So it pays (not just in headlight performance but in dollars as well) to be very picky about the bulbs you buy. The top performers in the American market are Philips Xtreme Vision (not CrystalVision, not NightGuide) and GE Night Hawk Platinum (not Night Hawk Sport). These can be tough to find locally, but they’re easy to find on amazon.com. The GE Night Hawk sealed beams are the only ones worth buying, for example, and the Night Hawk Platinum 9004NHP is the only bulb that makes 9004 headlamps (an inherently poor system) passably acceptable at night.

“But wait,” you say, “What about that blue ring I see at the tip of the Night Hawk Platinum or Xtreme Vision bulb? I thought you said no blue glass!” That’s a very reasonable question and the answer is not intuitive.

Each headlight bulb type has a Federally- or internationally-regulated output specification, to make sure that headlamps designed for use with any particular bulb type (9004, 9007, H7, whatever) will give safe, legal performance no matter what brand of (legal) bulb is installed. The specifications for output are given as a nominal value and a tolerance range, typically ±15% (though the actual tolerance varies by bulb type). That’s a very wide range. For example, a 9006 bulb has a specification of 1000 lumens ±15%, which means a 9006 bulb can produce anything from 851 to 1149 lumens and be legal, a total range of 30%.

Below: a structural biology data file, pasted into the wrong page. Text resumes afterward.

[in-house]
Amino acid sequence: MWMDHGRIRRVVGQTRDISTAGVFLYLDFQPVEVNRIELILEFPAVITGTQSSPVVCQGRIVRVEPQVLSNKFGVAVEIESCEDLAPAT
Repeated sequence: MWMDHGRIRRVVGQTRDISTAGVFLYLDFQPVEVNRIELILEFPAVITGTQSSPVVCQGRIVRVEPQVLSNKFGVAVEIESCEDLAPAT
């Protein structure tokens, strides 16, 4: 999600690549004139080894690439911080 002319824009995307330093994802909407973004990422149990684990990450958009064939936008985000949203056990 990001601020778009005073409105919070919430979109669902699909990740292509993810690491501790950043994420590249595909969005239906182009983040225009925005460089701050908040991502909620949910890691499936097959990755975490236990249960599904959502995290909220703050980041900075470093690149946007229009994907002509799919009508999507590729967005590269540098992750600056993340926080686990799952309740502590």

The idea behind the tolerance range is to allow for the variance that comes with mass production, but bulb makers have enough control over their manufacturing processes to be able to consistently make bulbs that are near the high end, near the low end, or right in the middle of the specification. It’s not that they set out to make a bulb that produces just the minimum legal amount of light, it’s that there may be other priorities at work, such as having an extra-long bulb life, or having “extra white” light color by means of tinted glass—both of which mean trading off bulb performance to achieve that other goal.